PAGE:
Back in my days as a teen, my parents weren't afraid of anything as far as I was concerned, but not all 15-year-olds are 6'6" with a goatee. Today's parents have plenty to worry about in fact, though a recent survey performed at the family-focused consumer game site What They Play seems to indicate their priorities are a bit out of whack. They asked a series of asked over 1,600 respondents what they'd fear the most if their 17-year-old were to participate in a sleepover. The results, picked from single answers only - no multiple choice here - indicated that while 16% were concerned about pornography and 14% about beer, 19% voiced concerns that their child might end up playing Grand Theft Auto.
Proving that parents haven't gone completely crazy, the vast majority - 49% - were worried that their child would smoke a little chronic with their pals and then...I dunno, giggle for 8 hours straight, like we did back when i was a teenager. That's the real danger folks.
What They Play™ Finds Parents More Concerned About Video Games Than Alcohol and Pornography; Violence More Acceptable Than Sexual Content
Polls Reveal Parents Have Attitudes Toward Video Games and Social Issues That May Surprise
SAN FRANCISCO—(BUSINESS WIRE)—Parents are more concerned about their children's exposure to video games than alcohol, violence and pornography, according to recent polls conducted by What They Play (www.whattheyplay.com), the parents guide to video games. Nearly 3,000 respondents in two separate What They Play polls concluded that drinking beer and watching pornography were less objectionable activities for children than playing certain video games. Further, viewing violence was more acceptable than seeing content involving sex and sexuality within games.
"These poll results demonstrate that parents are as apprehensive about their children's media diets as they are about traditional social issues such as alcohol, drugs, violence and sex," says John Davison, president of What They Like, Inc. "When it comes to video games, parents should know that What They Play is a resource that helps demystify one of the most popular - and challenging - forms of entertainment their kids are into."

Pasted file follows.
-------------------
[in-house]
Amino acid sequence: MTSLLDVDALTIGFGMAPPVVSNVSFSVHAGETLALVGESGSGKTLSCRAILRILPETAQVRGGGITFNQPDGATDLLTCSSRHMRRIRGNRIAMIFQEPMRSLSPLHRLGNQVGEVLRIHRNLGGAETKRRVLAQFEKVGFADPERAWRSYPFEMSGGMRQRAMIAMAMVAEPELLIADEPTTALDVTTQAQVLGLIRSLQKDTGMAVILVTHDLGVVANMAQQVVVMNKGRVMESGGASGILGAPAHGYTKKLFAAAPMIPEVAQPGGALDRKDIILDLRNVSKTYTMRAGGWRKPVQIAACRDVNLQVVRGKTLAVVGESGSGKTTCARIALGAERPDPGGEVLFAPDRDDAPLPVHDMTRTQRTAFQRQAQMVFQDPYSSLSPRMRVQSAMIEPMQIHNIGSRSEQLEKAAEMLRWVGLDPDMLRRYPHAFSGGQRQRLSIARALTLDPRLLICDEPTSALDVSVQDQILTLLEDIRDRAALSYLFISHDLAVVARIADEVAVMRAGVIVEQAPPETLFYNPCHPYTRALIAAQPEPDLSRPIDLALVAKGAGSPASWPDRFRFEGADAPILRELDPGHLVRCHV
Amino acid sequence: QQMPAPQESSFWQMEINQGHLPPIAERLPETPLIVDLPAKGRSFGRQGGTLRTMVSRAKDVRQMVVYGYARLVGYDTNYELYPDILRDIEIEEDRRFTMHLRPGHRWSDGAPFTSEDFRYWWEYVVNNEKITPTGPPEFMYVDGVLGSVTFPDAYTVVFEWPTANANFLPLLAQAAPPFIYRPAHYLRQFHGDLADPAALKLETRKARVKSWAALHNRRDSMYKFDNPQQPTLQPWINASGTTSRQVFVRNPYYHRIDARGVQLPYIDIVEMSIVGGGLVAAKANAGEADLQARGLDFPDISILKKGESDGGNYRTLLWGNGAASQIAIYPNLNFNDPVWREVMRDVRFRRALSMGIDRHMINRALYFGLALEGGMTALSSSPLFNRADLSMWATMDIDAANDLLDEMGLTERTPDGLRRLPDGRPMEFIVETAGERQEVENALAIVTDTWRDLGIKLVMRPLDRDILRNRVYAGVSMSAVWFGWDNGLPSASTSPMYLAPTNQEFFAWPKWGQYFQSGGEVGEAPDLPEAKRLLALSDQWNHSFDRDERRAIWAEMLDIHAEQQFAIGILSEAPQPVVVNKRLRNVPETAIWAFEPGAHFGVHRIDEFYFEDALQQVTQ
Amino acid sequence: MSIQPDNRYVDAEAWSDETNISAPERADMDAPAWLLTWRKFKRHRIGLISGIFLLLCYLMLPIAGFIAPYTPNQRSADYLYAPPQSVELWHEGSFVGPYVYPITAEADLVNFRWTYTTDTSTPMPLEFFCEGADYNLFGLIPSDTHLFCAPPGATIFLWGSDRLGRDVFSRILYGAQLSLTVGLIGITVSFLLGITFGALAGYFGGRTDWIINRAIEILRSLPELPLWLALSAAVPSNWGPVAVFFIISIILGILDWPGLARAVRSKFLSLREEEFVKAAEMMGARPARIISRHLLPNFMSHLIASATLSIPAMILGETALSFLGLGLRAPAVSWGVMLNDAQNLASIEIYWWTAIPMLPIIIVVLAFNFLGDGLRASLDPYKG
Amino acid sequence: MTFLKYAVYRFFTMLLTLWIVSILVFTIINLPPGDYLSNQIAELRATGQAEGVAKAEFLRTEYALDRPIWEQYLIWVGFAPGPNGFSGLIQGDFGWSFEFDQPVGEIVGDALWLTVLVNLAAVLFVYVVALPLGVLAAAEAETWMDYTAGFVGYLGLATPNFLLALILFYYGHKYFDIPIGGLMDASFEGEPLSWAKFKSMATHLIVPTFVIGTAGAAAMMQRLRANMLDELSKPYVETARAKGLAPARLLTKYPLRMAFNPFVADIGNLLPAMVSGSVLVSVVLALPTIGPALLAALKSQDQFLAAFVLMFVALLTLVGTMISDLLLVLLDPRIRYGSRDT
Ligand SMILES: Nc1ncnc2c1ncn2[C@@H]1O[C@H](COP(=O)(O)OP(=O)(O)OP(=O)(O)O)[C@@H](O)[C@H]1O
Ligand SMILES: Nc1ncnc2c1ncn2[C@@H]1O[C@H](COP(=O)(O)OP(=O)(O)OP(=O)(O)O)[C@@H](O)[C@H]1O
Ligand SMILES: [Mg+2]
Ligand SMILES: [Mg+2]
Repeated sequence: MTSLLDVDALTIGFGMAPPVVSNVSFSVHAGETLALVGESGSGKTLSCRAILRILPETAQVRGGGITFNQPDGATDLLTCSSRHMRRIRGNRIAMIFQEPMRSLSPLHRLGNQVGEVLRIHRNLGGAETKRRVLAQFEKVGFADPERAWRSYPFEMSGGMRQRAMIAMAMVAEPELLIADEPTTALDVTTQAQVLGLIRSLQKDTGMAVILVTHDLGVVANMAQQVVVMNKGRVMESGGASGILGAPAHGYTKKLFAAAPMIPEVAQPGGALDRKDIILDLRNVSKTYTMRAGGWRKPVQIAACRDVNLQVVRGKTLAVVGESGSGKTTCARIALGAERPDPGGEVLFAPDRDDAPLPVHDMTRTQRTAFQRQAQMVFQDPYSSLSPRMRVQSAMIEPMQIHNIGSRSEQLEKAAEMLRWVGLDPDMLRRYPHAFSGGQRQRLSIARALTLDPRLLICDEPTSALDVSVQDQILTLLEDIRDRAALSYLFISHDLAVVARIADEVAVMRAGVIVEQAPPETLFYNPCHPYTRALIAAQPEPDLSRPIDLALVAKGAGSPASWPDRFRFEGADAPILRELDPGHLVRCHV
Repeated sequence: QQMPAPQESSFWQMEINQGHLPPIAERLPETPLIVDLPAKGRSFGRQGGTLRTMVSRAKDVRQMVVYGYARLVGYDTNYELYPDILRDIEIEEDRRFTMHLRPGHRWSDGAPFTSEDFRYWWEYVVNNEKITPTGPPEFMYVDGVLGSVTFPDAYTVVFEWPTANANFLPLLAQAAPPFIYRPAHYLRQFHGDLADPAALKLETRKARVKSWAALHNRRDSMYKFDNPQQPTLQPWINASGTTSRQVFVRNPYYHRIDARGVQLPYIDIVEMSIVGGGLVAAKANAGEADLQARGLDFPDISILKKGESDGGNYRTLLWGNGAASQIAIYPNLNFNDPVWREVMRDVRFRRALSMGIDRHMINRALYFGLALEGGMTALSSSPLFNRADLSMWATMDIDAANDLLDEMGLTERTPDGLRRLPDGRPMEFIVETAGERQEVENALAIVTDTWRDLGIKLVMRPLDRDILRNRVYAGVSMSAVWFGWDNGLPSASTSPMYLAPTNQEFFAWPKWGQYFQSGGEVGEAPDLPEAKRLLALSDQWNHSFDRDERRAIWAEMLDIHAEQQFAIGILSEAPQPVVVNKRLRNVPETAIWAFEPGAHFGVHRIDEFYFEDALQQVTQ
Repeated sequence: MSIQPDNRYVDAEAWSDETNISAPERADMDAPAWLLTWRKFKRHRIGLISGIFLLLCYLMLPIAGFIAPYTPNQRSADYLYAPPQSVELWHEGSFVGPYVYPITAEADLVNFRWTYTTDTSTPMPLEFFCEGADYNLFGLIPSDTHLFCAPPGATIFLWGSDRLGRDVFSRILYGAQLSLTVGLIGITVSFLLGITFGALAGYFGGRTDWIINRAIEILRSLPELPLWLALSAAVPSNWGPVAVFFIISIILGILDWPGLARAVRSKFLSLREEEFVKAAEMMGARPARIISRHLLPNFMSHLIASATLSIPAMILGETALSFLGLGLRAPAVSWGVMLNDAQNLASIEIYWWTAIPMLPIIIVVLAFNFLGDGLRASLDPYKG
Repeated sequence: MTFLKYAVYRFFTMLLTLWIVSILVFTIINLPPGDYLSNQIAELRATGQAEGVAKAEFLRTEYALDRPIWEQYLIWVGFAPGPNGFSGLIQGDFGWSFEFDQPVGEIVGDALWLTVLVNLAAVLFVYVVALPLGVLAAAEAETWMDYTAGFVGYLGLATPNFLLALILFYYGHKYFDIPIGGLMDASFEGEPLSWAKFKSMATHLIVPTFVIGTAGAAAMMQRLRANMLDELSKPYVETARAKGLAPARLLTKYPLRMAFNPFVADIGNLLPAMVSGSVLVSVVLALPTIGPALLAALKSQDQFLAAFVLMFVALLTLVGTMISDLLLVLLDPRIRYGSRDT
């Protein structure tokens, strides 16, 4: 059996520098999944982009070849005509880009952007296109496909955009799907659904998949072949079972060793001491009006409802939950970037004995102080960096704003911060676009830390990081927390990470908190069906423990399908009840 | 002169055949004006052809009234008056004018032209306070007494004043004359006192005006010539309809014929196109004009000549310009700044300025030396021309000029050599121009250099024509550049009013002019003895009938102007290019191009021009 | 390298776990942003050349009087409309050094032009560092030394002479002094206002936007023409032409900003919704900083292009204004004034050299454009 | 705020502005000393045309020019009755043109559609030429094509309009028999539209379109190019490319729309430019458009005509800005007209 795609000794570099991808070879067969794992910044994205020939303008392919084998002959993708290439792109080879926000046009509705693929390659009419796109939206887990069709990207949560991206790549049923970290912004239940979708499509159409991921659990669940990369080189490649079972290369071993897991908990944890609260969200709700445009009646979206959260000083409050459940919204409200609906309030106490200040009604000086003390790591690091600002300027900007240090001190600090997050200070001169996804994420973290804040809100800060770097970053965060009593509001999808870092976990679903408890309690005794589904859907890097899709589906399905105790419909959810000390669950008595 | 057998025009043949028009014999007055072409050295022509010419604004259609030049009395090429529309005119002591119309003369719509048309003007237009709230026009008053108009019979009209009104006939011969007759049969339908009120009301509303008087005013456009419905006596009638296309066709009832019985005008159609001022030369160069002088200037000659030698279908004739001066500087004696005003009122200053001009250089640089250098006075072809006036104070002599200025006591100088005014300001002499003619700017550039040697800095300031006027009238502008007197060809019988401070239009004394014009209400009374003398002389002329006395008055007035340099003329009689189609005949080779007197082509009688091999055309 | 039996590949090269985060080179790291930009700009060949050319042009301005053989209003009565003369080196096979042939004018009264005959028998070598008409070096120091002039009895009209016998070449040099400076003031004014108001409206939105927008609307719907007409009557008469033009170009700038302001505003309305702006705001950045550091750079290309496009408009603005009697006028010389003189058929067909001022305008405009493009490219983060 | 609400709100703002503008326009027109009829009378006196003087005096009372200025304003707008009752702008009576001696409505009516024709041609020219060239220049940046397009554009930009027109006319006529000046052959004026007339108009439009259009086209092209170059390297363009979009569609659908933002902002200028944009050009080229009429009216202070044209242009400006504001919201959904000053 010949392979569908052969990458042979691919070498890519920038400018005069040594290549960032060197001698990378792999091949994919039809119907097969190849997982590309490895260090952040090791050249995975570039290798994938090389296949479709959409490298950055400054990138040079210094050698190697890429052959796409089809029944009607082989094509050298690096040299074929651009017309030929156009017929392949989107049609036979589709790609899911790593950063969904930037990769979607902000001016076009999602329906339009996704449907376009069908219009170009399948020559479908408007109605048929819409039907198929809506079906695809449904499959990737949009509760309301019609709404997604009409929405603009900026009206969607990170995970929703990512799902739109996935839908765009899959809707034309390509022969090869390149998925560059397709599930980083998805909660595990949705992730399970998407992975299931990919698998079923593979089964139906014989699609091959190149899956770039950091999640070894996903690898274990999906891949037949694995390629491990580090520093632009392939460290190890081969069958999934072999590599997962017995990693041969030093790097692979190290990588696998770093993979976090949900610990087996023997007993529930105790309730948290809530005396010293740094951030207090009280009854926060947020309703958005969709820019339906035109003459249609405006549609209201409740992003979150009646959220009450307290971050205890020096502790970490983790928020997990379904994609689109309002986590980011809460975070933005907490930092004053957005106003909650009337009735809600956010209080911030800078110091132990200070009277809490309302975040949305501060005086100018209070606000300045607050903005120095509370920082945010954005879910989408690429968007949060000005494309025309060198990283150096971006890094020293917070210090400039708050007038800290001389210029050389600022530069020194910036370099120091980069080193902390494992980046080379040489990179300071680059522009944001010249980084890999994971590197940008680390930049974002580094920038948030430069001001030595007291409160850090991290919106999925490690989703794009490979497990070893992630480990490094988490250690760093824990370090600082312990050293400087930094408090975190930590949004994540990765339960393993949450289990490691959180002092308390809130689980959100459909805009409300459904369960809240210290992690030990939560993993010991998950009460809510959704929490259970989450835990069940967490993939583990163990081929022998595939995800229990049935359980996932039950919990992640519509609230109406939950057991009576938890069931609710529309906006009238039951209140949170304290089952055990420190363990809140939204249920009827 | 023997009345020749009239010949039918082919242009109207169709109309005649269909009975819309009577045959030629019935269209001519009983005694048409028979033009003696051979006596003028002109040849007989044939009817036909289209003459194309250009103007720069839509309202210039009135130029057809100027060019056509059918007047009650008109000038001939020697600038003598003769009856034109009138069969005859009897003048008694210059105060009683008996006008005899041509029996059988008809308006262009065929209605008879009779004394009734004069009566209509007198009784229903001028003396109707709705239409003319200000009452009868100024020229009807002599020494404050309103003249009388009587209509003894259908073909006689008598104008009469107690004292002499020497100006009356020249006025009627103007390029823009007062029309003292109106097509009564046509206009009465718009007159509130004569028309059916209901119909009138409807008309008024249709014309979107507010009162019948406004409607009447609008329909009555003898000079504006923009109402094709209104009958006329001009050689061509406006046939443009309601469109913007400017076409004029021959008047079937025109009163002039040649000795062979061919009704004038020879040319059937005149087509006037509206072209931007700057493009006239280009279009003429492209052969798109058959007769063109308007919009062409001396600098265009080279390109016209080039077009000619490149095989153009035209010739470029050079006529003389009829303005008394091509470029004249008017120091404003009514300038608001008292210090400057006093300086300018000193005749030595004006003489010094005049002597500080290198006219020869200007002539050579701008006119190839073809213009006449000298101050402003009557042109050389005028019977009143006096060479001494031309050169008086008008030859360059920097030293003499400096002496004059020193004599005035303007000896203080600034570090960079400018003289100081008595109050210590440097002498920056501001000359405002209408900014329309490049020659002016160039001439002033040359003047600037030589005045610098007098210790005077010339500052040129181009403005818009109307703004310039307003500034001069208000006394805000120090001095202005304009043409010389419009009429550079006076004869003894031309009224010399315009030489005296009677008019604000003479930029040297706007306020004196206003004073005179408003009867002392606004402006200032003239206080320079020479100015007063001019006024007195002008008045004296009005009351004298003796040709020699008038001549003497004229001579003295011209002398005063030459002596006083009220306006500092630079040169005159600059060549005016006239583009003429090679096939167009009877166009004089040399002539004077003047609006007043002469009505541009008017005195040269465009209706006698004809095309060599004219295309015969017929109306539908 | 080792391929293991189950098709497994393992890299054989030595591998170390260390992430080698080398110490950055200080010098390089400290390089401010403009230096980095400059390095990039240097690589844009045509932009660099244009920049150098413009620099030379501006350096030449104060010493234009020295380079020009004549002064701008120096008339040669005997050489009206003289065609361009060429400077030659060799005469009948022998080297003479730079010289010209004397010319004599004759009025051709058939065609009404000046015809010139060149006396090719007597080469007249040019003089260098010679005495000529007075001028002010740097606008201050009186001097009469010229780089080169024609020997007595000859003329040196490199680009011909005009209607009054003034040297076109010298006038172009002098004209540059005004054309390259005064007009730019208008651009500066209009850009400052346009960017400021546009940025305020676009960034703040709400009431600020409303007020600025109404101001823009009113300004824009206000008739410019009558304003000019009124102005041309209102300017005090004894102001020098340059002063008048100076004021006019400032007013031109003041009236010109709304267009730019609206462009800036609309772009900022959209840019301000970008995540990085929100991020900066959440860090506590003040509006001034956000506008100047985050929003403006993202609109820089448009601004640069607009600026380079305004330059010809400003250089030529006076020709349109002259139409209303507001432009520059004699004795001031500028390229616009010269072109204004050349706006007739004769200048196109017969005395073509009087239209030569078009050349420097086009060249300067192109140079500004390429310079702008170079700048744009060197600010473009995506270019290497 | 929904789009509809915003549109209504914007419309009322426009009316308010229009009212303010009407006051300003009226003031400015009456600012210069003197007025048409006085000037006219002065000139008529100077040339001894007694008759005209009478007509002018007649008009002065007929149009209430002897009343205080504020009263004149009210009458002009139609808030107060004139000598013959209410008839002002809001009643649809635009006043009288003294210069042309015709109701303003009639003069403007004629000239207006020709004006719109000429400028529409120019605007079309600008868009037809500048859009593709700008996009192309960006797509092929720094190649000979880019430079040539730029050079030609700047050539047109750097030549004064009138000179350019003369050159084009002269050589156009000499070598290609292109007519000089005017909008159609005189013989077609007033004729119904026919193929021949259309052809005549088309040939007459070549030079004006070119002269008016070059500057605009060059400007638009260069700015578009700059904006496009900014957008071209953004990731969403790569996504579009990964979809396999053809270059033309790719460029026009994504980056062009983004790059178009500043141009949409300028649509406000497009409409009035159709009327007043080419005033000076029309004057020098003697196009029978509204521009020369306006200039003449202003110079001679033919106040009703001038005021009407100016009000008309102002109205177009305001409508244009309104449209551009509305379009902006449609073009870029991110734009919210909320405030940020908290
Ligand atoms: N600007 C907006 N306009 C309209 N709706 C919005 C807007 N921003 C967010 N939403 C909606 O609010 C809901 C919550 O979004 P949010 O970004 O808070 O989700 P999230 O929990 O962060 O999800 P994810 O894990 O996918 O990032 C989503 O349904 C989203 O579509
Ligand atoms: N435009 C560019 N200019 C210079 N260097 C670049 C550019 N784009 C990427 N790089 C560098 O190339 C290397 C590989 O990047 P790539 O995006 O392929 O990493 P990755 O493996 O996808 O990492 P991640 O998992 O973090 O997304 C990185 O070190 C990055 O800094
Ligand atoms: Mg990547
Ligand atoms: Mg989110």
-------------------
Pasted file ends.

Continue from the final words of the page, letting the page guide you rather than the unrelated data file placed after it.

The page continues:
"Although these findings seem surprising at first, they hint at fears parents have about video games," says Cheryl K. Olson, Sc.D., co-author of Grand Theft Childhood. "To some parents, video games are full of unknowable dangers. While researching for Grand Theft Childhood, parents we spoke with in focus groups often bemoaned the fact that they didn't know how to use game controls - and felt unequipped to supervise or limit video game play. Of course, parents don't want their children drinking alcohol, but that's a more familiar risk."
The results of the initial What They Play online poll, conducted April 4-10, 2008, found that the 1,266 participants were most offended by the following in a video game: a man and woman having sex (37%); two men kissing (27%); a graphically severed head (25%); and multiple use of the F-word (9%).
The second poll, which ran August 1-6, 2008, queried parents on what they'd be most concerned about their 17-year-old child indulging in while at a sleepover. More than 1,600 respondents revealed they're more apprehensive about their child smoking marijuana (49%) and playing the video game Grand Theft Auto (19%), than watching pornography (16%) and drinking beer (14%).
Additional What They Play poll results and insight into parents' attitudes toward video games and other forms of entertainment in which their children engage can be found at www.whattheyplay.com/polls/